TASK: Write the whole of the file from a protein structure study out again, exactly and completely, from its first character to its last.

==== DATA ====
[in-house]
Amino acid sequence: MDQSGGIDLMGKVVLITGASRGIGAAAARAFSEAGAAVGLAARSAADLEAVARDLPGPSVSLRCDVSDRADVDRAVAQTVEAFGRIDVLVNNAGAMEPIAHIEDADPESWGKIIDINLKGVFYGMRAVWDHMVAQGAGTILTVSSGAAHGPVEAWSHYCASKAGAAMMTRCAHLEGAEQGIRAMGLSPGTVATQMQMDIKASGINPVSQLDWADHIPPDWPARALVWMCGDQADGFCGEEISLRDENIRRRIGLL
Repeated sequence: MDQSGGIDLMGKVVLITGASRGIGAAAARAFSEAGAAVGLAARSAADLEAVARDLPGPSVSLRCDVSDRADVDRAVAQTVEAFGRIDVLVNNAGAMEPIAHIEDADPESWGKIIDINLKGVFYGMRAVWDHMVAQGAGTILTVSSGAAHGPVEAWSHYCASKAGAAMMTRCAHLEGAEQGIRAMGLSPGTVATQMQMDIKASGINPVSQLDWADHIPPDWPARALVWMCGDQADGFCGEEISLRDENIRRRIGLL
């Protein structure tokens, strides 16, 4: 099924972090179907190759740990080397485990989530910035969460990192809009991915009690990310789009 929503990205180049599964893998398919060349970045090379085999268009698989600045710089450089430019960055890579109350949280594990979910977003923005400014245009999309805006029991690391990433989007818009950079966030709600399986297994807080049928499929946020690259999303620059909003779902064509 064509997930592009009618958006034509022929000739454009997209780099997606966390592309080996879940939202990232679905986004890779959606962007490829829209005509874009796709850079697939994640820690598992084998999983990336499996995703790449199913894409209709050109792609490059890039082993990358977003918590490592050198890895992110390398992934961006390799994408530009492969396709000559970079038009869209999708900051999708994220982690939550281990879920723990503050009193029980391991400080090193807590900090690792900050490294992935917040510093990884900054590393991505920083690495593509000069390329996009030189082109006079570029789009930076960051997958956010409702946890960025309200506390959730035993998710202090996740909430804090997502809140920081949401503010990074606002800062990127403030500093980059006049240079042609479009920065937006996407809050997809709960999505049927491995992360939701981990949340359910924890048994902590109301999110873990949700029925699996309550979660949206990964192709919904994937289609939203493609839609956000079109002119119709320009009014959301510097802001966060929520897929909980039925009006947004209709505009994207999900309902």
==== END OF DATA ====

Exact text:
[in-house]
Amino acid sequence: MDQSGGIDLMGKVVLITGASRGIGAAAARAFSEAGAAVGLAARSAADLEAVARDLPGPSVSLRCDVSDRADVDRAVAQTVEAFGRIDVLVNNAGAMEPIAHIEDADPESWGKIIDINLKGVFYGMRAVWDHMVAQGAGTILTVSSGAAHGPVEAWSHYCASKAGAAMMTRCAHLEGAEQGIRAMGLSPGTVATQMQMDIKASGINPVSQLDWADHIPPDWPARALVWMCGDQADGFCGEEISLRDENIRRRIGLL
Repeated sequence: MDQSGGIDLMGKVVLITGASRGIGAAAARAFSEAGAAVGLAARSAADLEAVARDLPGPSVSLRCDVSDRADVDRAVAQTVEAFGRIDVLVNNAGAMEPIAHIEDADPESWGKIIDINLKGVFYGMRAVWDHMVAQGAGTILTVSSGAAHGPVEAWSHYCASKAGAAMMTRCAHLEGAEQGIRAMGLSPGTVATQMQMDIKASGINPVSQLDWADHIPPDWPARALVWMCGDQADGFCGEEISLRDENIRRRIGLL
């Protein structure tokens, strides 16, 4: 099924972090179907190759740990080397485990989530910035969460990192809009991915009690990310789009 929503990205180049599964893998398919060349970045090379085999268009698989600045710089450089430019960055890579109350949280594990979910977003923005400014245009999309805006029991690391990433989007818009950079966030709600399986297994807080049928499929946020690259999303620059909003779902064509 064509997930592009009618958006034509022929000739454009997209780099997606966390592309080996879940939202990232679905986004890779959606962007490829829209005509874009796709850079697939994640820690598992084998999983990336499996995703790449199913894409209709050109792609490059890039082993990358977003918590490592050198890895992110390398992934961006390799994408530009492969396709000559970079038009869209999708900051999708994220982690939550281990879920723990503050009193029980391991400080090193807590900090690792900050490294992935917040510093990884900054590393991505920083690495593509000069390329996009030189082109006079570029789009930076960051997958956010409702946890960025309200506390959730035993998710202090996740909430804090997502809140920081949401503010990074606002800062990127403030500093980059006049240079042609479009920065937006996407809050997809709960999505049927491995992360939701981990949340359910924890048994902590109301999110873990949700029925699996309550979660949206990964192709919904994937289609939203493609839609956000079109002119119709320009009014959301510097802001966060929520897929909980039925009006947004209709505009994207999900309902």